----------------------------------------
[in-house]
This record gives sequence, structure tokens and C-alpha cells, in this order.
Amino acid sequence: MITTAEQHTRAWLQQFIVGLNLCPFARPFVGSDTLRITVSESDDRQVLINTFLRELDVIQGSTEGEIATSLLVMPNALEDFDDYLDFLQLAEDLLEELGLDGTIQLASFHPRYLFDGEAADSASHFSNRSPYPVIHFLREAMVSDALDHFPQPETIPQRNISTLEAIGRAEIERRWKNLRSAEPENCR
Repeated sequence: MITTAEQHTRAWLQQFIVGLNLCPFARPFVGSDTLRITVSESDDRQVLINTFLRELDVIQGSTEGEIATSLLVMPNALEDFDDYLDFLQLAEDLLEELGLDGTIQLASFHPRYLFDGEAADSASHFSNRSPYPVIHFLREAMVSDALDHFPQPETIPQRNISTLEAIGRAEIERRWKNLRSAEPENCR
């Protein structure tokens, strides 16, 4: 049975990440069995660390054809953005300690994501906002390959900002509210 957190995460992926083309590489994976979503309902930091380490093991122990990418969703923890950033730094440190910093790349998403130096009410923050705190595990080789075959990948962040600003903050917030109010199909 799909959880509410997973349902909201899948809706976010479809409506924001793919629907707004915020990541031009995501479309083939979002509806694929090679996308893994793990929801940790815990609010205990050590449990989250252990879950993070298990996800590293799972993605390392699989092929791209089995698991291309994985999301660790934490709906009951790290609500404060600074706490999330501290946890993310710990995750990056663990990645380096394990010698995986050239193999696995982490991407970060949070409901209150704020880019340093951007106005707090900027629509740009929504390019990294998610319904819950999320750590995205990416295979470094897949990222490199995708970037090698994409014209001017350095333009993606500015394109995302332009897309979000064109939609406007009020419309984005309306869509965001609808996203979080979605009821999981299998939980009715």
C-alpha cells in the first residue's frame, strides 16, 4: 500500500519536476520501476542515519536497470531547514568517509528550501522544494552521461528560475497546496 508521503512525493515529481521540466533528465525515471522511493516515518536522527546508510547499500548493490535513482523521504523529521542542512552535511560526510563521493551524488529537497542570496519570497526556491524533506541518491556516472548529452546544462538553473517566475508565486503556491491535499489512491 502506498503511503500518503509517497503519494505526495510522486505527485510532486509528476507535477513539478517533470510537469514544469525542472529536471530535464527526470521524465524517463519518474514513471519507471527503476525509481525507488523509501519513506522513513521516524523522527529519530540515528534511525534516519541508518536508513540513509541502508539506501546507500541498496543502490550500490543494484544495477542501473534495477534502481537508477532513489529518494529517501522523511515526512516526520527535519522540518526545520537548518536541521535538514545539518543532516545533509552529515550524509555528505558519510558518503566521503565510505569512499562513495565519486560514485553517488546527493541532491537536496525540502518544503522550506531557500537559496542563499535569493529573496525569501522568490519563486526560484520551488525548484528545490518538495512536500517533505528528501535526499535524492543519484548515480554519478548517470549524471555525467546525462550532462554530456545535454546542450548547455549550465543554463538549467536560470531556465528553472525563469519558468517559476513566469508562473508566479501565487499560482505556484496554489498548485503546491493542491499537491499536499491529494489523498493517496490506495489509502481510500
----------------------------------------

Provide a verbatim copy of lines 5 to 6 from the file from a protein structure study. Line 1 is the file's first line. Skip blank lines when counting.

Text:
């Protein structure tokens, strides 16, 4: 049975990440069995660390054809953005300690994501906002390959900002509210 957190995460992926083309590489994976979503309902930091380490093991122990990418969703923890950033730094440190910093790349998403130096009410923050705190595990080789075959990948962040600003903050917030109010199909 799909959880509410997973349902909201899948809706976010479809409506924001793919629907707004915020990541031009995501479309083939979002509806694929090679996308893994793990929801940790815990609010205990050590449990989250252990879950993070298990996800590293799972993605390392699989092929791209089995698991291309994985999301660790934490709906009951790290609500404060600074706490999330501290946890993310710990995750990056663990990645380096394990010698995986050239193999696995982490991407970060949070409901209150704020880019340093951007106005707090900027629509740009929504390019990294998610319904819950999320750590995205990416295979470094897949990222490199995708970037090698994409014209001017350095333009993606500015394109995302332009897309979000064109939609406007009020419309984005309306869509965001609808996203979080979605009821999981299998939980009715």
C-alpha cells in the first residue's frame, strides 16, 4: 500500500519536476520501476542515519536497470531547514568517509528550501522544494552521461528560475497546496 508521503512525493515529481521540466533528465525515471522511493516515518536522527546508510547499500548493490535513482523521504523529521542542512552535511560526510563521493551524488529537497542570496519570497526556491524533506541518491556516472548529452546544462538553473517566475508565486503556491491535499489512491 502506498503511503500518503509517497503519494505526495510522486505527485510532486509528476507535477513539478517533470510537469514544469525542472529536471530535464527526470521524465524517463519518474514513471519507471527503476525509481525507488523509501519513506522513513521516524523522527529519530540515528534511525534516519541508518536508513540513509541502508539506501546507500541498496543502490550500490543494484544495477542501473534495477534502481537508477532513489529518494529517501522523511515526512516526520527535519522540518526545520537548518536541521535538514545539518543532516545533509552529515550524509555528505558519510558518503566521503565510505569512499562513495565519486560514485553517488546527493541532491537536496525540502518544503522550506531557500537559496542563499535569493529573496525569501522568490519563486526560484520551488525548484528545490518538495512536500517533505528528501535526499535524492543519484548515480554519478548517470549524471555525467546525462550532462554530456545535454546542450548547455549550465543554463538549467536560470531556465528553472525563469519558468517559476513566469508562473508566479501565487499560482505556484496554489498548485503546491493542491499537491499536499491529494489523498493517496490506495489509502481510500